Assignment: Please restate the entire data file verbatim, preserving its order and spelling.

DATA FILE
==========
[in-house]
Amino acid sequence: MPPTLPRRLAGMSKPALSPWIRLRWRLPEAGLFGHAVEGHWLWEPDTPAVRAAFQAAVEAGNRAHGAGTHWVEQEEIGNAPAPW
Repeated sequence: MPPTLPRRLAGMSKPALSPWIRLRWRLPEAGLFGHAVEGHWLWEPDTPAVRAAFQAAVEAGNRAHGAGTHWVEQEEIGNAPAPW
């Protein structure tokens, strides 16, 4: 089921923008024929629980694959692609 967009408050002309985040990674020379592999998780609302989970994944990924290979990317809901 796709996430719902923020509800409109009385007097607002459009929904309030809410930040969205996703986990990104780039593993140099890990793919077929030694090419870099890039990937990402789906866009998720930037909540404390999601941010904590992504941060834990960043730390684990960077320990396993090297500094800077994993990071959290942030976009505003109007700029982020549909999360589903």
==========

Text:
[in-house]
Amino acid sequence: MPPTLPRRLAGMSKPALSPWIRLRWRLPEAGLFGHAVEGHWLWEPDTPAVRAAFQAAVEAGNRAHGAGTHWVEQEEIGNAPAPW
Repeated sequence: MPPTLPRRLAGMSKPALSPWIRLRWRLPEAGLFGHAVEGHWLWEPDTPAVRAAFQAAVEAGNRAHGAGTHWVEQEEIGNAPAPW
């Protein structure tokens, strides 16, 4: 089921923008024929629980694959692609 967009408050002309985040990674020379592999998780609302989970994944990924290979990317809901 796709996430719902923020509800409109009385007097607002459009929904309030809410930040969205996703986990990104780039593993140099890990793919077929030694090419870099890039990937990402789906866009998720930037909540404390999601941010904590992504941060834990960043730390684990960077320990396993090297500094800077994993990071959290942030976009505003109007700029982020549909999360589903």